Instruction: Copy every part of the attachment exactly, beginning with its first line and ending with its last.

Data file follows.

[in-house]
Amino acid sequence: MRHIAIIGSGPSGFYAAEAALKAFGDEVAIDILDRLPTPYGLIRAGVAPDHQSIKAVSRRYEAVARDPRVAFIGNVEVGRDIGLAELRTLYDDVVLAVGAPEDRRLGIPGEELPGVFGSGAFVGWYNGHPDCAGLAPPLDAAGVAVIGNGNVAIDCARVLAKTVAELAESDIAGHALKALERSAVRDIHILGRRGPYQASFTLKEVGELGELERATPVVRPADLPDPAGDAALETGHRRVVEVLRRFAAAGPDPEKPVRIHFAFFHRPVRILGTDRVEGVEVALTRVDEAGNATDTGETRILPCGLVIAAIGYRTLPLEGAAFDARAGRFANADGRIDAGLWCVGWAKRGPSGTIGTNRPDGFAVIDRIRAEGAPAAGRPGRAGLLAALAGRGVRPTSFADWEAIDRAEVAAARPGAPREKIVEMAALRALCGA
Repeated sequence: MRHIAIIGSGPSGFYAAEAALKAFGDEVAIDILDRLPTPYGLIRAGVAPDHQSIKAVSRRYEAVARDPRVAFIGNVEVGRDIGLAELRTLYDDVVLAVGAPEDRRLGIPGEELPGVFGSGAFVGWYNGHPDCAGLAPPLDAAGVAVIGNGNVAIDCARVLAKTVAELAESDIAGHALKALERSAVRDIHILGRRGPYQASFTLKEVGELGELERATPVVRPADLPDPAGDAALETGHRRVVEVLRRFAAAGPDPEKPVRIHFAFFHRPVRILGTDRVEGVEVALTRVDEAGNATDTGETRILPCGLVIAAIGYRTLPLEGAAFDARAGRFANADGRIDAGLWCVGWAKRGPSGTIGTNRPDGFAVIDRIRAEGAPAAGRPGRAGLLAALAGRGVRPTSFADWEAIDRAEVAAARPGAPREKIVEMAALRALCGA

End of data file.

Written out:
[in-house]
Amino acid sequence: MRHIAIIGSGPSGFYAAEAALKAFGDEVAIDILDRLPTPYGLIRAGVAPDHQSIKAVSRRYEAVARDPRVAFIGNVEVGRDIGLAELRTLYDDVVLAVGAPEDRRLGIPGEELPGVFGSGAFVGWYNGHPDCAGLAPPLDAAGVAVIGNGNVAIDCARVLAKTVAELAESDIAGHALKALERSAVRDIHILGRRGPYQASFTLKEVGELGELERATPVVRPADLPDPAGDAALETGHRRVVEVLRRFAAAGPDPEKPVRIHFAFFHRPVRILGTDRVEGVEVALTRVDEAGNATDTGETRILPCGLVIAAIGYRTLPLEGAAFDARAGRFANADGRIDAGLWCVGWAKRGPSGTIGTNRPDGFAVIDRIRAEGAPAAGRPGRAGLLAALAGRGVRPTSFADWEAIDRAEVAAARPGAPREKIVEMAALRALCGA
Repeated sequence: MRHIAIIGSGPSGFYAAEAALKAFGDEVAIDILDRLPTPYGLIRAGVAPDHQSIKAVSRRYEAVARDPRVAFIGNVEVGRDIGLAELRTLYDDVVLAVGAPEDRRLGIPGEELPGVFGSGAFVGWYNGHPDCAGLAPPLDAAGVAVIGNGNVAIDCARVLAKTVAELAESDIAGHALKALERSAVRDIHILGRRGPYQASFTLKEVGELGELERATPVVRPADLPDPAGDAALETGHRRVVEVLRRFAAAGPDPEKPVRIHFAFFHRPVRILGTDRVEGVEVALTRVDEAGNATDTGETRILPCGLVIAAIGYRTLPLEGAAFDARAGRFANADGRIDAGLWCVGWAKRGPSGTIGTNRPDGFAVIDRIRAEGAPAAGRPGRAGLLAALAGRGVRPTSFADWEAIDRAEVAAARPGAPREKIVEMAALRALCGA